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A material that is pyrophoric will spontaneously combust at normal temperatures. Substances are pyrophoric when their autoignition point is extremely low, allowing them to start burning in regular air. Some of these materials will also ignite in water, occasionally triggering remarkably explosive reactions. Special precautions need to be observed when handling such materials to reduce the risk of spontaneous ignition and potential injury or damage.
Solids, gases, and liquids such as potassium, phosphine, sodium, phosphorous, uranium, and iron sulfide can all be pyrophoric. In some cases, the ignition can be triggered by division of the substance, as for example when someone cuts uranium into thin slices or rubs iron sulfide to create fine particles. In other instances, the material simply combusts while it is in an inert state. Pyrophoricity can also cause materials to appear to glow or smolder.
Depending on the material, various safety precautions need to be observed when working with pyrophoric substances, ranging from avoiding temperatures that can lead to ignition to working in an environment filled with inert gases like argon. Since humans cannot survive in such environments, supportive breathing apparatus is needed in these situations. Special fire extinguishers are required to put out fires created by pyrophoric materials.
In laboratories and industries where people handle materials which can spontaneously ignite, specific protocols are typically developed for each substance. These guidelines depend on the conditions under which the substance will ignite, and the risk of spontaneous combustion. Typically, personnel need to wear protective garments to make risk of physical injury less likely, and safety measures such as fume hoods and specialized tools are also available. It is also important to observe precautions when disposing of such materials.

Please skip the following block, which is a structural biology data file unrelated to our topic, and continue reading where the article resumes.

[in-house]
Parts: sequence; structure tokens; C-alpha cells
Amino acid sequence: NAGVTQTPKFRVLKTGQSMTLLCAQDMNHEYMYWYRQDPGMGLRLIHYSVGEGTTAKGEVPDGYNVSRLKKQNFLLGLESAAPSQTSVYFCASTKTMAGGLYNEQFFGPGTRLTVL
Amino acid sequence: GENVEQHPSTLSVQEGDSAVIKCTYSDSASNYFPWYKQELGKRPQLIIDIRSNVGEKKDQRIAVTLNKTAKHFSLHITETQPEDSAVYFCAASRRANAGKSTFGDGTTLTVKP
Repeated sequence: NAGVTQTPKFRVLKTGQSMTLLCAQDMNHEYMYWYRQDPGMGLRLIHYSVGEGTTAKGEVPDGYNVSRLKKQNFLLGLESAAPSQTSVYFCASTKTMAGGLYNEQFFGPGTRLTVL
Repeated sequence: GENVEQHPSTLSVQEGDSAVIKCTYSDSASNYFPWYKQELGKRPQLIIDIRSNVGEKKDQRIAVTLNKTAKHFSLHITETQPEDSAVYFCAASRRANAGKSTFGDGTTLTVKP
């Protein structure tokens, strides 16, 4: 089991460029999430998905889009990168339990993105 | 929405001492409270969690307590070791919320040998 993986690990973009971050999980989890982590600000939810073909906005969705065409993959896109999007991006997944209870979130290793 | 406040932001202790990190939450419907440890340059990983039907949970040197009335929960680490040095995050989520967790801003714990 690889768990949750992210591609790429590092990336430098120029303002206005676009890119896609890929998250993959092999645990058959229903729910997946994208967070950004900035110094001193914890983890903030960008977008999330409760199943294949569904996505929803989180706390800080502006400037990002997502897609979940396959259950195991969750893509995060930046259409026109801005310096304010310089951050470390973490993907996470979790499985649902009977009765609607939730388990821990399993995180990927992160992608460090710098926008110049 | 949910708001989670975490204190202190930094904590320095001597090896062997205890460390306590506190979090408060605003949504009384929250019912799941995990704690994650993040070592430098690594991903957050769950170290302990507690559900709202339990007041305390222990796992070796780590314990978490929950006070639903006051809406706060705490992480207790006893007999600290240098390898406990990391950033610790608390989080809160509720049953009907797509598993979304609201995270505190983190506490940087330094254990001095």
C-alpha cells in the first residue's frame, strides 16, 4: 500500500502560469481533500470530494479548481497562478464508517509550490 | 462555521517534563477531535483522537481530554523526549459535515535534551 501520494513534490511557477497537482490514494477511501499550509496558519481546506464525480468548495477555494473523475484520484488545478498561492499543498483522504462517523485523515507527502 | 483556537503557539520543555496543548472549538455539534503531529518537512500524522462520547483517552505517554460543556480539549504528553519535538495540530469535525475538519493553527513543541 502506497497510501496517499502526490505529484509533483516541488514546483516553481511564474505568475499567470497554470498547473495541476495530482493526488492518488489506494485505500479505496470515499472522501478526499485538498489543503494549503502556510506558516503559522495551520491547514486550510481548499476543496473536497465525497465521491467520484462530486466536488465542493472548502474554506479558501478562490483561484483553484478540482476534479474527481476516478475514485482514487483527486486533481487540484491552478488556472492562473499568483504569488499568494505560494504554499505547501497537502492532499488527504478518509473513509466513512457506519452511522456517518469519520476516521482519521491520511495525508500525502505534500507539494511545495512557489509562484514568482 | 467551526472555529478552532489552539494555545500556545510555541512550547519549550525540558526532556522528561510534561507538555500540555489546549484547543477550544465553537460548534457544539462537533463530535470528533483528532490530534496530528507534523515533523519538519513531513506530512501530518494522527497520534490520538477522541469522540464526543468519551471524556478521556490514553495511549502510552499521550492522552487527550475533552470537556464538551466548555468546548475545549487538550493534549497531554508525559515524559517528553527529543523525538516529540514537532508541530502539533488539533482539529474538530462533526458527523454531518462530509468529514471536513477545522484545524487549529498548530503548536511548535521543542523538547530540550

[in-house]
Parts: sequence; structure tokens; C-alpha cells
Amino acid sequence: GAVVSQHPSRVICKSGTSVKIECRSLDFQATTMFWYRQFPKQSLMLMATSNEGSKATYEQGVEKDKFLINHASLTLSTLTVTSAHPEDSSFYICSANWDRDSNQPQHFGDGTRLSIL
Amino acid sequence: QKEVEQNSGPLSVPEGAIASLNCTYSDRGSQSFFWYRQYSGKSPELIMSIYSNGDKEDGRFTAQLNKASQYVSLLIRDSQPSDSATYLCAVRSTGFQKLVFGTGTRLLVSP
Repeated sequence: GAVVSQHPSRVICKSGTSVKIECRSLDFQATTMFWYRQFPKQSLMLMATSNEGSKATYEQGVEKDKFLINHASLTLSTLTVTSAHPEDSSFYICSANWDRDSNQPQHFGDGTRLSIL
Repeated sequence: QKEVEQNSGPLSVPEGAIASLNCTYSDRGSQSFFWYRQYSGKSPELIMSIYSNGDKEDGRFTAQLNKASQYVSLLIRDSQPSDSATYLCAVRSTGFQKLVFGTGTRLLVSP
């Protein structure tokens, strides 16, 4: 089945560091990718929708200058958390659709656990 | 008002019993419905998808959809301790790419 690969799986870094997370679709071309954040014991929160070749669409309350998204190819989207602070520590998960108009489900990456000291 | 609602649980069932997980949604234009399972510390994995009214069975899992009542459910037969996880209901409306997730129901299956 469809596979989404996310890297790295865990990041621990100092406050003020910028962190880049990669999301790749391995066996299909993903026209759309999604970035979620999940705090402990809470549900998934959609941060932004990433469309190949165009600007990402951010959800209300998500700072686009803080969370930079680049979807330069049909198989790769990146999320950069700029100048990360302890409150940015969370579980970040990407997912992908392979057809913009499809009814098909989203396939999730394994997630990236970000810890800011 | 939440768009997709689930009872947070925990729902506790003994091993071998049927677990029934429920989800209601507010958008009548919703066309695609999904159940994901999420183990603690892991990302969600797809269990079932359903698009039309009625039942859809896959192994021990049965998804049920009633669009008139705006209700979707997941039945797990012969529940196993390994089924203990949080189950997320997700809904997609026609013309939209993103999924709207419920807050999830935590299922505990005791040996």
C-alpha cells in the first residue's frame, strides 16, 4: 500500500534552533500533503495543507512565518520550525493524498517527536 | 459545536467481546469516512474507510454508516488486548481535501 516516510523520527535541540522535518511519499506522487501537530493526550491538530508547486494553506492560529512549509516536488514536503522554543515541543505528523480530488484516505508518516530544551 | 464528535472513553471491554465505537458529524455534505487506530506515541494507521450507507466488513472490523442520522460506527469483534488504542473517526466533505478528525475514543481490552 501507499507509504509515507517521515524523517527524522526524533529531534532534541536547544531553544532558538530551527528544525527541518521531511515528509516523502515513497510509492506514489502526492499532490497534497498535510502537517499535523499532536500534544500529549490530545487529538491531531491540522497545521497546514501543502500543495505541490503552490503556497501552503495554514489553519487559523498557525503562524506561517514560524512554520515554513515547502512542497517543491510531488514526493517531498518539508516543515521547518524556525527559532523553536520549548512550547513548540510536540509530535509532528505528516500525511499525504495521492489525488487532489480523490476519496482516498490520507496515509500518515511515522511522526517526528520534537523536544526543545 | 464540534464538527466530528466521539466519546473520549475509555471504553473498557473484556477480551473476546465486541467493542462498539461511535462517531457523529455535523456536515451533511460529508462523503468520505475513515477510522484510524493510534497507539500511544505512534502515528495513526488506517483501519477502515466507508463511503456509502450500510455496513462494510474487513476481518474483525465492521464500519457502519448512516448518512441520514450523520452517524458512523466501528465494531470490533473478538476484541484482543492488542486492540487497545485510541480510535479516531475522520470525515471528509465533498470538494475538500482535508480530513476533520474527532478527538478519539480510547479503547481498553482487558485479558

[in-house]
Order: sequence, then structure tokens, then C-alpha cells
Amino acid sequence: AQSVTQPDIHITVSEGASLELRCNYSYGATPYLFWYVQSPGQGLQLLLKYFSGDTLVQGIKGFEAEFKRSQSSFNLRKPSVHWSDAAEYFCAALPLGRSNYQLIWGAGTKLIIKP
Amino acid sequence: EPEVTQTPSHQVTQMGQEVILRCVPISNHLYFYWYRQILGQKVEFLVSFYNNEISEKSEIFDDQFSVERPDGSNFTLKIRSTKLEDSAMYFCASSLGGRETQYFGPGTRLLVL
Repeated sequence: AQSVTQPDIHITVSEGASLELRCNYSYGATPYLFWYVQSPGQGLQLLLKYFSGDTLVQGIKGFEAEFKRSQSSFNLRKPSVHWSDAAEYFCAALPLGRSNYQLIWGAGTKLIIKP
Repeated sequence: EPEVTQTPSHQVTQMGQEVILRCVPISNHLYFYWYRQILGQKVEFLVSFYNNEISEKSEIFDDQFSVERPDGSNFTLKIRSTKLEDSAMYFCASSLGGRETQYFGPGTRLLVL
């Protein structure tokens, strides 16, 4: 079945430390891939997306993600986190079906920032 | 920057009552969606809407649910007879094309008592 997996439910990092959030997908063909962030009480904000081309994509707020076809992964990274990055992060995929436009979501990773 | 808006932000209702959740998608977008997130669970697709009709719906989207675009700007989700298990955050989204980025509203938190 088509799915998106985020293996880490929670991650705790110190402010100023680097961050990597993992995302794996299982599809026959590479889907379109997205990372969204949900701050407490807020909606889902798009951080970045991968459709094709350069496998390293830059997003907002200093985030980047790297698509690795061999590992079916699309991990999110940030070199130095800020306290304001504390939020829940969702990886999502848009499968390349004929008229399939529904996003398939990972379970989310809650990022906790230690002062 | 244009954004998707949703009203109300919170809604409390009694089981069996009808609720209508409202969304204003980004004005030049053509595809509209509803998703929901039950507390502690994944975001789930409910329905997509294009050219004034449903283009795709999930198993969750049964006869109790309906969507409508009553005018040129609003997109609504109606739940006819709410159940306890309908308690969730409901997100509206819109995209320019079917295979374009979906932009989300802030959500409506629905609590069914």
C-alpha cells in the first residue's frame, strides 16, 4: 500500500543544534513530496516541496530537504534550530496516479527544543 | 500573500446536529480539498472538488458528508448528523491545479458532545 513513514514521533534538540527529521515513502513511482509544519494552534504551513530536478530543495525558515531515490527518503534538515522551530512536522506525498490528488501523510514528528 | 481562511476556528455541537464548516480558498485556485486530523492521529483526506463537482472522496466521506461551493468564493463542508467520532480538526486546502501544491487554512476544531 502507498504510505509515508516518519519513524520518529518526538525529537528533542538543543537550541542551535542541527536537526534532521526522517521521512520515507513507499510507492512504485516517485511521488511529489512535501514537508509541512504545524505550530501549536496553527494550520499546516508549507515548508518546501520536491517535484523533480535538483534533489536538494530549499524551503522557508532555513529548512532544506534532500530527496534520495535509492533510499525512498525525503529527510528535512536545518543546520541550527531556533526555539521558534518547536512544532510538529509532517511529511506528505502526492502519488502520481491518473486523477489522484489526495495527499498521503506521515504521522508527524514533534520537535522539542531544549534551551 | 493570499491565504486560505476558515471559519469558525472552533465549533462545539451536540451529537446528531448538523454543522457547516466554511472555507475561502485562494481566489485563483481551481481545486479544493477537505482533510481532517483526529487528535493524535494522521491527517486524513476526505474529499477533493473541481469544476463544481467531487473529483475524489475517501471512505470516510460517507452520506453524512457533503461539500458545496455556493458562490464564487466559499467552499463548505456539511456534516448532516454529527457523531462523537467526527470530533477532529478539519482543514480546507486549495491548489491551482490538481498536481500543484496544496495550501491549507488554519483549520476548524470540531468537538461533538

Individuals who work in environments where such materials are handled should make sure that they are aware of all of the safety precautions. Even a laboratory technician or a janitor is at risk of serious injury or death if he or she is not aware of what to do, and training should be provided as part of the job. If such training is not provided, it should be requested, and the lack of proper preparation should be reported to the organization or official responsible for overseeing safety.
These materials do have practical applications. For example, pyrophoric metals are used in lighters to create a spark; users make the spark by striking the metal to create particles, encouraging it to spontaneously ignite. The spark in turn fuels a flame which is sustained by a flammable liquid inside the lighter. Flint and steel also relies on pyrophoric properties, in this case making a spark which is used to ignite something such as a fire.